Does a claim for damages for wrongful dismissal constitute a “retrenchment payment” under s.556(1)(h) of the Corporations Act 2001 (Cth)? In its December 2014 decision in Schmitt v Carter, the Federal Court held that such a claim is not a retrenchment payment and, accordingly, the creditor did not have a priority claim.
Mr Schmitt was the CFO and the company secretary of CMA Corporation Ltd (subject to deed of company arrangement) (CMA) between May 2008 and December 2012. He was also a director from August to December 2012. His employment was terminated summarily in December 2012.
In March 2013, he commenced proceedings against CMA for wrongful dismissal under the Fair Work Act 2009.
Later that year, CMA entered into voluntary administration and the wrongful dismissal proceedings were automatically stayed.
CMA later entered into a deed of company arrangement (DOCA). The DOCA provided that the deed funds were to be distributed to the creditors of CMA in accordance with a “priority waterfall” set out in the terms of the DOCA.
The terms of the DOCA provided that employees of CMA who would have been entitled to the priority rights set out in ss.556, 560 and 461 of the Act if CMA went into liquidation would be classified as “Class B Creditors”. Class B Creditors were to have their claims paid out in full. Pursuant to the terms of the DOCA, other creditors would be “Class C Creditors” and have their admitted claims paid pari passu.
Mr Schmitt submitted a proof of debt that contained a claim for “unpaid salary” in the amount of $995,973.10, for the period from the alleged wrongful termination to 31 January 2015. He contended that he was a Class B Creditor for this claim.
The deed administrators admitted Mr Schmitt’s claim but classified Mr Schmitt as a Class C Creditor..
Mr Schmitt appealed the deed administrators’ decision under s.1321 of the Act, asserting that his claim for “unpaid salary” was a retrenchment payment within s.556(1)(h) of the Act. He further argued that the payments would not be impacted by s.556(1C) of the Act because they were not attributable to a “non priority day”.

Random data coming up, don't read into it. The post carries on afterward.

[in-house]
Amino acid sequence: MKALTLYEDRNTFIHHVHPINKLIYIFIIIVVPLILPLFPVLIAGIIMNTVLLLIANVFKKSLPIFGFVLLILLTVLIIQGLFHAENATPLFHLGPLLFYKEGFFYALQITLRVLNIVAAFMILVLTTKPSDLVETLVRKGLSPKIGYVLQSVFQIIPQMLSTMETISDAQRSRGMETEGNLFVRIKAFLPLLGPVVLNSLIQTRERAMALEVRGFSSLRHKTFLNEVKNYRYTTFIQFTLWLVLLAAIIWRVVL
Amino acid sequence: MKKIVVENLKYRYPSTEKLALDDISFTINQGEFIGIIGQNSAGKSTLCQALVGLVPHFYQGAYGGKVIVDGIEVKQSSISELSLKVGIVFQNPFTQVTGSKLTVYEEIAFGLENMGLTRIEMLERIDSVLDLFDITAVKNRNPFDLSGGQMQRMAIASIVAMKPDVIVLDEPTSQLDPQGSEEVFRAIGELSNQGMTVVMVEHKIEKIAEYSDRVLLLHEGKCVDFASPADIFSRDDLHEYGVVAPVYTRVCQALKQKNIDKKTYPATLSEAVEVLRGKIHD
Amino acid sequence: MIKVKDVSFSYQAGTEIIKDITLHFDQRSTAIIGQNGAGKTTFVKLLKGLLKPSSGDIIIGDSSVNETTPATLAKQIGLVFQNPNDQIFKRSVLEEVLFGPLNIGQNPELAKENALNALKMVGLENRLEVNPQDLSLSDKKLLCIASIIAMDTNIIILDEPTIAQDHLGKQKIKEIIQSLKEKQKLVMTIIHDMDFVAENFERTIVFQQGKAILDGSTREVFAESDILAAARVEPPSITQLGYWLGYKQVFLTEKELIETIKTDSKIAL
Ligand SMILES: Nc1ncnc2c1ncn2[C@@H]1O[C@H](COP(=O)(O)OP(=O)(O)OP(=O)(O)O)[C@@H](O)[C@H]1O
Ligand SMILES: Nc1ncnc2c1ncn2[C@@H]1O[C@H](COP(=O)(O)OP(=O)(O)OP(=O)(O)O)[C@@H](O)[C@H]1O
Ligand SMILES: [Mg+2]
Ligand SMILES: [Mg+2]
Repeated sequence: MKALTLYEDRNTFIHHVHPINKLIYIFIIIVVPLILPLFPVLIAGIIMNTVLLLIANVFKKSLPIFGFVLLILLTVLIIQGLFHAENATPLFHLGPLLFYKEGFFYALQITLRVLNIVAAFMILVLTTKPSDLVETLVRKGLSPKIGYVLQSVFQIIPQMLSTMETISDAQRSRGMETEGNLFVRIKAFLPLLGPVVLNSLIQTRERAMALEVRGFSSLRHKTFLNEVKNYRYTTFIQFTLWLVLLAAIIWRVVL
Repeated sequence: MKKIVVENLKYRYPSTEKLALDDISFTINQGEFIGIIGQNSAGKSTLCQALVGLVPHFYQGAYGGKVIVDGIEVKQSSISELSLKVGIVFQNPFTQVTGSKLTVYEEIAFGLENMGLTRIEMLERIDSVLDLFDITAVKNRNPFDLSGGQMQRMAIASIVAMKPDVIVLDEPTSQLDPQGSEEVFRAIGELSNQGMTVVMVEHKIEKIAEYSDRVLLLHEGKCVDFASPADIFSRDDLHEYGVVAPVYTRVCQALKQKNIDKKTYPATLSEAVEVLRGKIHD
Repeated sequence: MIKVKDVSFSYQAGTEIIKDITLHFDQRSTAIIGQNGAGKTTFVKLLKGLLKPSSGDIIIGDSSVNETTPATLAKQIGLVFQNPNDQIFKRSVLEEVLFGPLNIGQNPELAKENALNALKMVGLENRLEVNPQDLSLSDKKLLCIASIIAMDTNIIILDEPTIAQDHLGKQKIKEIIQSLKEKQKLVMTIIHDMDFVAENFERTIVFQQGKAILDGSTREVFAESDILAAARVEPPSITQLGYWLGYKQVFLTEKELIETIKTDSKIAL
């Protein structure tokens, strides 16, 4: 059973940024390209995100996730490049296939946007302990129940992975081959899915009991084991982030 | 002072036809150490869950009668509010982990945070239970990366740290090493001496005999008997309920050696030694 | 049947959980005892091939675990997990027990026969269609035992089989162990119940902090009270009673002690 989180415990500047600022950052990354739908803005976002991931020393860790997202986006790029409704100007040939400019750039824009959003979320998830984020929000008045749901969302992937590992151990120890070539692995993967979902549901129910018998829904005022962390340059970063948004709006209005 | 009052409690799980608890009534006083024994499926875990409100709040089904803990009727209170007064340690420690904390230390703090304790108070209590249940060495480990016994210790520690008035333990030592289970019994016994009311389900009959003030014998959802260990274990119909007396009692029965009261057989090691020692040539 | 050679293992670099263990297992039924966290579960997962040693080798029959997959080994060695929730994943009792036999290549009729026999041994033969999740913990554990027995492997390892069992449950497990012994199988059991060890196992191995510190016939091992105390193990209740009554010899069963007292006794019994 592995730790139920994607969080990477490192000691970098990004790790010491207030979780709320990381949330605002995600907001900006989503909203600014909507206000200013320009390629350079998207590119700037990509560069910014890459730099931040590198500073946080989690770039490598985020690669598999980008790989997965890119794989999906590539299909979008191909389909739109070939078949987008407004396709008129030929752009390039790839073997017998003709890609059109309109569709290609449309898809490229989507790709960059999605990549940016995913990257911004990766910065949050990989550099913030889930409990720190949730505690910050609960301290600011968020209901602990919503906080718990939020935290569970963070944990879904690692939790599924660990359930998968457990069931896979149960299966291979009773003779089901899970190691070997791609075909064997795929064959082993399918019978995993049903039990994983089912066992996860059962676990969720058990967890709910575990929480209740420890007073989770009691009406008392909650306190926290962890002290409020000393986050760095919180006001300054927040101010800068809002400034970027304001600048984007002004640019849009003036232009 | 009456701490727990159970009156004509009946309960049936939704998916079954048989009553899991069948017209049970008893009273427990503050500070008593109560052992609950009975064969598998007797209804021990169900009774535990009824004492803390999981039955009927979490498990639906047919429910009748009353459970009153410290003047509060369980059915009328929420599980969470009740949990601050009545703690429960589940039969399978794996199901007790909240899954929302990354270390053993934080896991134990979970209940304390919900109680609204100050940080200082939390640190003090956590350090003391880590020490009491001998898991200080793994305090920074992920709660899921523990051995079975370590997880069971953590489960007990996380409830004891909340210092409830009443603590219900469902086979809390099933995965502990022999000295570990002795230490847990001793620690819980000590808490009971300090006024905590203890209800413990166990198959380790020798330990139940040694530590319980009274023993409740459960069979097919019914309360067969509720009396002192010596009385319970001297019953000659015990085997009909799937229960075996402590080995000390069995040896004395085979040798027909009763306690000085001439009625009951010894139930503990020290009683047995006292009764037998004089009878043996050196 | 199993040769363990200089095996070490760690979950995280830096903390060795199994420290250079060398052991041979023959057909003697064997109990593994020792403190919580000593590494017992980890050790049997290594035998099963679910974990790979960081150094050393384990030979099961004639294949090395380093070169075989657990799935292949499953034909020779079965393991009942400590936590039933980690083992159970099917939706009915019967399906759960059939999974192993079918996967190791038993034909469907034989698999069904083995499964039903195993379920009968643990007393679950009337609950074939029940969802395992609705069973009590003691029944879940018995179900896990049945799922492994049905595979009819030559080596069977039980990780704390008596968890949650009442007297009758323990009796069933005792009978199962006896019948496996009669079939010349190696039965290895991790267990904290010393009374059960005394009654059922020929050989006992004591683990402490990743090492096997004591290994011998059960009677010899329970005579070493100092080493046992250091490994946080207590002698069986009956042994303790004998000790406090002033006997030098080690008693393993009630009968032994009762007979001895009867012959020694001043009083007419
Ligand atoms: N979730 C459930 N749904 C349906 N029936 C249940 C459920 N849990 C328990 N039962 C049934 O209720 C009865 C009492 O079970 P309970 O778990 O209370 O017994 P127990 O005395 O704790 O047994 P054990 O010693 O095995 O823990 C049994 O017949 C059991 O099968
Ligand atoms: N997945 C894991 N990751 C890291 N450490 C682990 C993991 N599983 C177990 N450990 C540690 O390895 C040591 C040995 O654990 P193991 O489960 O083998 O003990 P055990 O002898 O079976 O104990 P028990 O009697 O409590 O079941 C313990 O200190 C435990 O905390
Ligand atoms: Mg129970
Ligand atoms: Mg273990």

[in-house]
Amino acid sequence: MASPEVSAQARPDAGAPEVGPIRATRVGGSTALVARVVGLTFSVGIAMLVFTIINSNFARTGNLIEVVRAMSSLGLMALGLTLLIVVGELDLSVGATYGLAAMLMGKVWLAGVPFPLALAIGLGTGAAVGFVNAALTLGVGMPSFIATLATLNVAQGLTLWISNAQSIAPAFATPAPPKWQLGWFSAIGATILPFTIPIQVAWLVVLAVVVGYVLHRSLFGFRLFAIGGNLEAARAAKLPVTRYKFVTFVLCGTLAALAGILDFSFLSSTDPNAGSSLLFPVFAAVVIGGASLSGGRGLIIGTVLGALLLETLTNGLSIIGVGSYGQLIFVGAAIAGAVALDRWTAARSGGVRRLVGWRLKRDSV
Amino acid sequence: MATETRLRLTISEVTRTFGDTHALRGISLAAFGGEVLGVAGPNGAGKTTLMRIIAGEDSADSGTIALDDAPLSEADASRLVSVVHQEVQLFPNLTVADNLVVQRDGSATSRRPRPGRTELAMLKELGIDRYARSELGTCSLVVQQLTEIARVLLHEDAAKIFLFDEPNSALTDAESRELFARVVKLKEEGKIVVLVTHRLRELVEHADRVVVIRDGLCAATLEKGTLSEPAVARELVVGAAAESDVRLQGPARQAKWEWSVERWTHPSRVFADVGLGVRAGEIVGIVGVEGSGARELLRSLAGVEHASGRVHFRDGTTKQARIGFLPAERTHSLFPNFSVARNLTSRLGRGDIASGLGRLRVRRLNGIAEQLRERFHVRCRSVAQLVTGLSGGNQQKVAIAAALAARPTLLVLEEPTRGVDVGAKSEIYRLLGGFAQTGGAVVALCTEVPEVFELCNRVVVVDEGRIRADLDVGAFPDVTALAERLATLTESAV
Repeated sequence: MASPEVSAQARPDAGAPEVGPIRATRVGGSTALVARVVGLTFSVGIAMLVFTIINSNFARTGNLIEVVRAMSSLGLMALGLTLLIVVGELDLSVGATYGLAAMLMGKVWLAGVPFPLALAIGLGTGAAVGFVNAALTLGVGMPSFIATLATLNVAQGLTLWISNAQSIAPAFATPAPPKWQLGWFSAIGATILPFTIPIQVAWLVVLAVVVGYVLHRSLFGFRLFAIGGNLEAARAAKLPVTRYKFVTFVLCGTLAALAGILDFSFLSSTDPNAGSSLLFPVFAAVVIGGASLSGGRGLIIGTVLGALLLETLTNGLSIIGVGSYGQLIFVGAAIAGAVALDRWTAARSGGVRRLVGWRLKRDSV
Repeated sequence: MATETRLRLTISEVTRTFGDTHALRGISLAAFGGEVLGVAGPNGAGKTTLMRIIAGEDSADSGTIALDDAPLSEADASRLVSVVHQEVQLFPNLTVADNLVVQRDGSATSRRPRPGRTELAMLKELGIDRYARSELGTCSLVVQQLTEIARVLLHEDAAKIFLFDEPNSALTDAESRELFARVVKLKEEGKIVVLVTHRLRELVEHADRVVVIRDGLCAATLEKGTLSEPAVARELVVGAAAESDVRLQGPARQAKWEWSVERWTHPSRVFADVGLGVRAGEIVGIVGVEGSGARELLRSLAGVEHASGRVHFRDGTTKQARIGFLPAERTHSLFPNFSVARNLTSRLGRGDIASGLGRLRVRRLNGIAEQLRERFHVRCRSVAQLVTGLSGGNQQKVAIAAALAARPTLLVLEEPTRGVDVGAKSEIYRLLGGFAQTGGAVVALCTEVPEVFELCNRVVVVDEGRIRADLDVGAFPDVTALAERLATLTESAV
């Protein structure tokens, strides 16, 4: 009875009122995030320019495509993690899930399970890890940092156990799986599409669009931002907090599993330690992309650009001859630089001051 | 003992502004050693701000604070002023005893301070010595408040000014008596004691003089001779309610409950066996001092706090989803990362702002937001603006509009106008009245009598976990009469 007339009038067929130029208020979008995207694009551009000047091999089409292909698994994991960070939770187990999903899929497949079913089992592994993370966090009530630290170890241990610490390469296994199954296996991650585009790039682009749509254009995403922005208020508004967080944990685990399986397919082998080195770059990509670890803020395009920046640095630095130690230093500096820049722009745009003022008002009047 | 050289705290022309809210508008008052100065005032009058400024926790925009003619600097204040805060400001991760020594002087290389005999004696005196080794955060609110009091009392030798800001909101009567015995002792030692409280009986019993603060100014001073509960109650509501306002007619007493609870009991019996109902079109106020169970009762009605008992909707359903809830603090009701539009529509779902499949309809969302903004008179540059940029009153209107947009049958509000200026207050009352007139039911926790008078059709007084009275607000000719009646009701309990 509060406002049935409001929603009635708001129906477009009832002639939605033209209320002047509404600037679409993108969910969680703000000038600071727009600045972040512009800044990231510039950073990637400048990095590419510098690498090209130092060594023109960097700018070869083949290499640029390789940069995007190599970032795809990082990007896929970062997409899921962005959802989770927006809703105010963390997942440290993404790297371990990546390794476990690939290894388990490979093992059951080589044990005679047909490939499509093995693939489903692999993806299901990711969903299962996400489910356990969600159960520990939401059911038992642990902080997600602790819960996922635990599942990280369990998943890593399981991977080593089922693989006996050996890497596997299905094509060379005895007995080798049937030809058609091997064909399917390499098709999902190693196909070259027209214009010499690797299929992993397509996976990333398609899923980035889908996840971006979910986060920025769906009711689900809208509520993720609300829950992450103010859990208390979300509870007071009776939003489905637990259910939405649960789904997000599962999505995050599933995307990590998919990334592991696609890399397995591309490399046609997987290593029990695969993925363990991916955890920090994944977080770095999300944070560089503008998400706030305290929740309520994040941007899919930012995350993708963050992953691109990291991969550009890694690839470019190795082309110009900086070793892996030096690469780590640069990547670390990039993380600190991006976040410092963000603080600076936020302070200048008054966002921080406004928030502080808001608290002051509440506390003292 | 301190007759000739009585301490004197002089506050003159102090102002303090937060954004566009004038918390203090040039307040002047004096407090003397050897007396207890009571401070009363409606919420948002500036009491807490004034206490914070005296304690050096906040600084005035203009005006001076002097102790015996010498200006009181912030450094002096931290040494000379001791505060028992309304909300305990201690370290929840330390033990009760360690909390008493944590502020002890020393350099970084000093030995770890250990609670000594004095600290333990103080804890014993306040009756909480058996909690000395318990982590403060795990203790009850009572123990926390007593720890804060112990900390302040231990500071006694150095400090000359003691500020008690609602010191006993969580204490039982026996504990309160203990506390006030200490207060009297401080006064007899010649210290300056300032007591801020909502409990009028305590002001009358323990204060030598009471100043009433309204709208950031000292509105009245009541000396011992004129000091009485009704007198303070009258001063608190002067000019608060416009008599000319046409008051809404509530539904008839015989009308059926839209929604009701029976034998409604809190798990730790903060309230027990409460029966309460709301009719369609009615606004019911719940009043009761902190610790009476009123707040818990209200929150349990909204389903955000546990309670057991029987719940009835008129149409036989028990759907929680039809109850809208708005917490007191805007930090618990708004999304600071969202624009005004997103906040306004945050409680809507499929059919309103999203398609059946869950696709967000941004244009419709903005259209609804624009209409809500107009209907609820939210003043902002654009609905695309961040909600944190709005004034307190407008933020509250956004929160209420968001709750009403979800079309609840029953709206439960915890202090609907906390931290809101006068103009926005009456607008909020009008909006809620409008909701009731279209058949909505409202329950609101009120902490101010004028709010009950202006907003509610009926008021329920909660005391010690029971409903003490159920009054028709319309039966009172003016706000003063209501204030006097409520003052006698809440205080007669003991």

Mr Schmitt acknowledged that his “unpaid salary” claim was a claim for damages for breach of contract.
Mr Schmitt contended that the claim fell within the definition of a retrenchment payment under the Act because it was for “…an amount payable…by virtue of an industrial instrument”.
The deed administrators conceded that:
- the claim was for an amount payable by CMA to Mr Schmitt (although the Court questioned this concession and suggested it was more properly characterised as an amount which the liquidator has estimated to be the value of the plaintiff’s adjudicated claim for unliquidated damages for the purposes of distributing the fund);
- Mr Schmitt’s employment contact was an industrial instrument; and
- the claim was in respect of the termination of Mr Schmitt’s employment.
The central issue concerned the precise meaning of the phrase “by virtue of” in the definition of retrenchment payment.
Mr Schmitt acknowledged that the term “by virtue of” implies a relationship of cause and effect. He applied a “but for” test and contended that the damages claim could not be made “but for” the existence of the employment contract. The central issue concerned the precise meaning of the phrase “by virtue of” in the definition of retrenchment payment.